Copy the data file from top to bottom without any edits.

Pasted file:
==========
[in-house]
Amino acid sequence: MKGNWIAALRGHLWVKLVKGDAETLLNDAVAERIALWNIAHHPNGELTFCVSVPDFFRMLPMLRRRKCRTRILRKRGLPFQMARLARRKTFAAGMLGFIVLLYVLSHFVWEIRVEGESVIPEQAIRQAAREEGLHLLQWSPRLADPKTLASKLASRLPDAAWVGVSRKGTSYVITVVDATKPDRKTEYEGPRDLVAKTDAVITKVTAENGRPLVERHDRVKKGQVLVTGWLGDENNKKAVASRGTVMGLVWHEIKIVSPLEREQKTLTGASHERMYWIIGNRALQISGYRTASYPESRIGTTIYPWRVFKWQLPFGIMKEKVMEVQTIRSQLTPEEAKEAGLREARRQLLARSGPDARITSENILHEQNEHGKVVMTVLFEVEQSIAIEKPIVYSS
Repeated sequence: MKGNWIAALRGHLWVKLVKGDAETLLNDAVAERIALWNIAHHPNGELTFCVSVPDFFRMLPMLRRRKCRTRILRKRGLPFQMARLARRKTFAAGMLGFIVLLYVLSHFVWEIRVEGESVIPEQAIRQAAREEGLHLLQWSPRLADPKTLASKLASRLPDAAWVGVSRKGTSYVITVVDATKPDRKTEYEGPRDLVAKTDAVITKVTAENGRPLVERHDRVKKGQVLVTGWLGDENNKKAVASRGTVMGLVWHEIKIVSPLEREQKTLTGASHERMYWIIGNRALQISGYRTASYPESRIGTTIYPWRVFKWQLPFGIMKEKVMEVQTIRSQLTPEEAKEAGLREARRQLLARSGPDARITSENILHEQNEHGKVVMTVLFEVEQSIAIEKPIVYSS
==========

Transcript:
[in-house]
Amino acid sequence: MKGNWIAALRGHLWVKLVKGDAETLLNDAVAERIALWNIAHHPNGELTFCVSVPDFFRMLPMLRRRKCRTRILRKRGLPFQMARLARRKTFAAGMLGFIVLLYVLSHFVWEIRVEGESVIPEQAIRQAAREEGLHLLQWSPRLADPKTLASKLASRLPDAAWVGVSRKGTSYVITVVDATKPDRKTEYEGPRDLVAKTDAVITKVTAENGRPLVERHDRVKKGQVLVTGWLGDENNKKAVASRGTVMGLVWHEIKIVSPLEREQKTLTGASHERMYWIIGNRALQISGYRTASYPESRIGTTIYPWRVFKWQLPFGIMKEKVMEVQTIRSQLTPEEAKEAGLREARRQLLARSGPDARITSENILHEQNEHGKVVMTVLFEVEQSIAIEKPIVYSS
Repeated sequence: MKGNWIAALRGHLWVKLVKGDAETLLNDAVAERIALWNIAHHPNGELTFCVSVPDFFRMLPMLRRRKCRTRILRKRGLPFQMARLARRKTFAAGMLGFIVLLYVLSHFVWEIRVEGESVIPEQAIRQAAREEGLHLLQWSPRLADPKTLASKLASRLPDAAWVGVSRKGTSYVITVVDATKPDRKTEYEGPRDLVAKTDAVITKVTAENGRPLVERHDRVKKGQVLVTGWLGDENNKKAVASRGTVMGLVWHEIKIVSPLEREQKTLTGASHERMYWIIGNRALQISGYRTASYPESRIGTTIYPWRVFKWQLPFGIMKEKVMEVQTIRSQLTPEEAKEAGLREARRQLLARSGPDARITSENILHEQNEHGKVVMTVLFEVEQSIAIEKPIVYSS